Commanders of the 3rd Fleet[edit]

Commander in chief [3]

Rank Name Dates
1 Admiral Shichiro Kataoka 28 December 1903 20 December 1905
X Disbanded 20 December 1905 13 December 1915
1 Admiral Kakuichi Murakami 13 December 1915 6 April 1917
2 Admiral Ryokitsu Arima 6 April 1917 1 December 1918
3 Admiral Teijiro Kuroi 1 December 1918 1 December 1919
4 Admiral Kaneo Nomaguchi 1 December 1919 1 December 1920
5 Admiral Kozaburo Oguri 1 December 1920 1 December 1921
6 Admiral Baron Kantarō Suzuki 1 December 1921 27 July 1922
7 Vice-Admiral Naoe Nakano 27 July 1922 1 December 1922
8 Disbanded 1 December 1922 2 February 1932
1 Admiral Kichisaburō Nomura 2 February 1932 28 June 1932
2 Vice-Admiral Seizo Sakonji 28 June 1932 1 December 1932
3 Admiral Mitsumasa Yonai 1 December 1932 15 September 1933
4 Vice-Admiral Shinjiro Imamura 15 September 1933 15 November 1934
5 Admiral Gengo Hyakutake 15 November 1934 1 December 1935
6 Admiral Koshirō Oikawa 1 December 1935 1 December 1936
7 Admiral Kiyoshi Hasegawa 1 December 1936 25 April 1938
8 Admiral Koshirō Oikawa 25 April 1938 15 November 1939
X Disbanded 15 November 1939 10 April 1941
1 Admiral Ibō Takahashi 10 April 1941 10 March 1942
X Disbanded 10 March 1942 14 July 1942
1 Admiral Chuichi Nagumo 14 July 1942 11 November 1942
2 Vice-Admiral Jisaburō Ozawa 11 November 1942 15 November 1944

Chief of Staff

Rank Name Dates
1 Rear-Admiral Shizuka Nakamura 28 December 1903 12 January 1905
2 Vice-Admiral Koshi Saito 12 January 1905 2 November 1905
X Disbanded 20 December 1905 13 December 1915
1 Rear-Admiral Shichitaro Takagi 13 December 1915 1 April 1916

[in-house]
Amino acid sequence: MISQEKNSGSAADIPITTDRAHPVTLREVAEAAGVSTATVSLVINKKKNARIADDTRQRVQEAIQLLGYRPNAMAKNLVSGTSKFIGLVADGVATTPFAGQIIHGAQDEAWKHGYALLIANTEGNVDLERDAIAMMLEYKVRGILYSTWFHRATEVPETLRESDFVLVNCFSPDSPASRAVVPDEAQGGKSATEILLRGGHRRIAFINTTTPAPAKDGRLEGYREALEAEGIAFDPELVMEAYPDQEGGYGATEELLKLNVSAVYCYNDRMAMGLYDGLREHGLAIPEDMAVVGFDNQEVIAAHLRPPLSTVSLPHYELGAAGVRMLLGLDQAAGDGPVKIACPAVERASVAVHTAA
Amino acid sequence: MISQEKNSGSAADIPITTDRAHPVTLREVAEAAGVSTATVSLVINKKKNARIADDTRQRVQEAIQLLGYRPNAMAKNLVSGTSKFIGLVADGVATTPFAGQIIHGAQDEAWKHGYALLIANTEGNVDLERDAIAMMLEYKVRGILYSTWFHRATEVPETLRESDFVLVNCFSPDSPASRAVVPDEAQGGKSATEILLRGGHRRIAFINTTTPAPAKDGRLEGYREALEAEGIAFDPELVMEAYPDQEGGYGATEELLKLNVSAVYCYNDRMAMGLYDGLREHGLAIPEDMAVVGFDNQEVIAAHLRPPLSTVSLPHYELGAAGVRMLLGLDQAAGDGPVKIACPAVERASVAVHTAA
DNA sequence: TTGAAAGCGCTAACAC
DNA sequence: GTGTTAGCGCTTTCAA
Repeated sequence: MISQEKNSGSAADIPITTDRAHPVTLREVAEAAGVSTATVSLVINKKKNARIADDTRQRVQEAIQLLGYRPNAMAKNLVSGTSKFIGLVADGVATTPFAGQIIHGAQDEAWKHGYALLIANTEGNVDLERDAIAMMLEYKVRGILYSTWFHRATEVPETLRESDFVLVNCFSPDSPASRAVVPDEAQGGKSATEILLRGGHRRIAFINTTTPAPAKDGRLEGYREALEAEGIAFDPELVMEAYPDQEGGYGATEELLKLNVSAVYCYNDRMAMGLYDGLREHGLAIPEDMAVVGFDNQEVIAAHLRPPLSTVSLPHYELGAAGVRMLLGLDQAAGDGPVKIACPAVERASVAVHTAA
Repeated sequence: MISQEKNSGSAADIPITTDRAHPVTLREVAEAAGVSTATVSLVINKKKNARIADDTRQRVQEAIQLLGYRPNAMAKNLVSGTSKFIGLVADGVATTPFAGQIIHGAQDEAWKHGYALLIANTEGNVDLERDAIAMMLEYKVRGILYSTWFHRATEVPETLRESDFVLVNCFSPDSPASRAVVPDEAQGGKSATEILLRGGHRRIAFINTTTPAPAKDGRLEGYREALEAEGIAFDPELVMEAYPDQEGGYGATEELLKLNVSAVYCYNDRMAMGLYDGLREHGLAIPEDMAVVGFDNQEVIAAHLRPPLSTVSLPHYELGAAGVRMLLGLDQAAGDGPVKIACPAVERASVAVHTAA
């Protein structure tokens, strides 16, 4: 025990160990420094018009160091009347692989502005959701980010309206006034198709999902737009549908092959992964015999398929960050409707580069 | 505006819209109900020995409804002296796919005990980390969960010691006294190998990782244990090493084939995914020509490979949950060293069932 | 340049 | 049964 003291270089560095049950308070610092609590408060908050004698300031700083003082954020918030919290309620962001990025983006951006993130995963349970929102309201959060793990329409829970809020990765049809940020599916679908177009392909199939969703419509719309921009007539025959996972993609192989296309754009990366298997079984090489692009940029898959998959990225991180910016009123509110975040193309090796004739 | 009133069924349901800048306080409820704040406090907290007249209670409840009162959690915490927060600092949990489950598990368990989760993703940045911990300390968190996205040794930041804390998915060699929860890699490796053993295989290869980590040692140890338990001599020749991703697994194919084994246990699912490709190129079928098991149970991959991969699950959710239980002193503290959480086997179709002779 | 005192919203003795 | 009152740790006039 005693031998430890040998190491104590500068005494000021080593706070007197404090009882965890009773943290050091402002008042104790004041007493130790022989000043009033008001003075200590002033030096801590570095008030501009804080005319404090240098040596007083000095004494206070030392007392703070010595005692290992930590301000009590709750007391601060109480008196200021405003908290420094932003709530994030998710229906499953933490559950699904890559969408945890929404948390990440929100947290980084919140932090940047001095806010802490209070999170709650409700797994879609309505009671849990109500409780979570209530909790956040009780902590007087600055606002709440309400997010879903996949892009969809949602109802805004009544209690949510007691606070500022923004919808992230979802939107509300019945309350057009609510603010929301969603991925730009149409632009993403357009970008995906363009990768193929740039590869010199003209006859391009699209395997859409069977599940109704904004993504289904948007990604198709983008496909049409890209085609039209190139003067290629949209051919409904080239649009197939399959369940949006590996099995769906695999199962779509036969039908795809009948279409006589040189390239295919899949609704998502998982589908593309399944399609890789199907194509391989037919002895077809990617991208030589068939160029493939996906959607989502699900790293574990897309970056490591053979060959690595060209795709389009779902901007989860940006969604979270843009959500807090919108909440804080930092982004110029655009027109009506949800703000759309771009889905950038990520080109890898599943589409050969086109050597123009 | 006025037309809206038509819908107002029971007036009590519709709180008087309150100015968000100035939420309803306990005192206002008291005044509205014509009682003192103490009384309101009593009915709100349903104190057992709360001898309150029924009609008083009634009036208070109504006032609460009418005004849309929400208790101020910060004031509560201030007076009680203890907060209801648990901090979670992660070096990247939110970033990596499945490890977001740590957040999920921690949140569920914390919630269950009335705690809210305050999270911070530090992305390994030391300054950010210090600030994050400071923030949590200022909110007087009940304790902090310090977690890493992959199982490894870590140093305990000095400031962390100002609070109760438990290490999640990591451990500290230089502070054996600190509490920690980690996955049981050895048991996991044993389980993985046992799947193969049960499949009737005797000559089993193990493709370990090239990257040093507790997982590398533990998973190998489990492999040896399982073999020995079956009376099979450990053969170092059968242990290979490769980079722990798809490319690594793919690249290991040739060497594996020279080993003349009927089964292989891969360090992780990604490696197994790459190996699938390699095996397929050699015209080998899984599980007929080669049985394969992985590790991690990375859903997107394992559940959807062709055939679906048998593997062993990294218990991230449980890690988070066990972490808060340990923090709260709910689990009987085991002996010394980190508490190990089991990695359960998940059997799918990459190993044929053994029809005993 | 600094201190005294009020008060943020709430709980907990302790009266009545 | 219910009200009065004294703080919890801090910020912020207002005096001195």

2 Rear-Admiral Tokutaro Hiraga 1 April 1916 19 March 1917
3 Vice-Admiral Hisatsune Iida 19 March 1917 1 December 1917
4 Vice-Admiral Shichigoro Saito 1 December 1917 1 December 1918
5 Vice-Admiral Shinzaburo Furukawa 1 December 1918 10 June 1919
6 Vice-Admiral Kosaburo Uchida 10 June 1919 20 November 1920
7 Rear-Admiral Hisamori Taguchi 20 November 1920 1 December 1921
8 Vice-Admiral Naomoto Komatsu 1 December 1921 1 December 1922
X Disbanded 1 December 1922 2 February 1932
1 Admiral Shigetarō Shimada 2 February 1932 28 June 1932
2 Vice-Admiral Shigeru Kikuno 28 June 1932 1 April 1933
3 Rear-Admiral Seizaburo Mitsui 1 April 1933 15 November 1933
4 Admiral Shirō Takasu 15 November 1933 15 November 1934
5 Vice-Admiral Eijiro Kondo 15 November 1934 2 December 1935
6 Vice-Admiral Seiichi Iwamura 2 December 1935 16 November 1936
7 Vice-Admiral Rokuzo Sugiyama 16 November 1936 25 April 1938
8 Vice-Admiral Jinichi Kusaka 25 April 1938 23 October 1939
9 Admiral Shigeyoshi Inoue 23 October 1939 15 November 1939
X Disbanded 15 November 1939 10 April 1941
1 Vice-Admiral Toshihisa Nakamura 10 April 1941 10 March 1942
2 Vice-Admiral Ryunosuke Kusaka 14 July 1942 23 November 1942
3 Vice-Admiral Sadayoshi Yamada 23 November 1942 6 December 1943
4 Rear-Admiral Keizo Komura 6 December 1943 1 October 1944
5 Rear-Admiral Sueo Obayashi 1 October 1944 15 November 1944

Notes[edit]

  1. ^ Jukes, The Russo-Japanese War
  2. ^ D'Albas, The Death of a Navy
  3. ^ Wendel, Axis History Database

References[edit]

  • D'Albas, Andrieu (1965). Death of a Navy: Japanese Naval Action in World War II. Devin-Adair Pub. ISBN 0-8159-5302-X. 
  • Dull, Paul S. (1978). A Battle History of the Imperial Japanese Navy, 1941-1945. Naval Institute Press. ISBN 0-87021-097-1. 
  • Jukes, Geoffry (2002). The Russo-Japanese War 1904-1905. Osprey Essential Histories. ISBN 978-1-84176-446-7. 
  • Lacroix, Eric; Linton Wells (1997). Japanese Cruisers of the Pacific War. Naval Institute Press. ISBN 0-87021-311-3. 

External links[edit]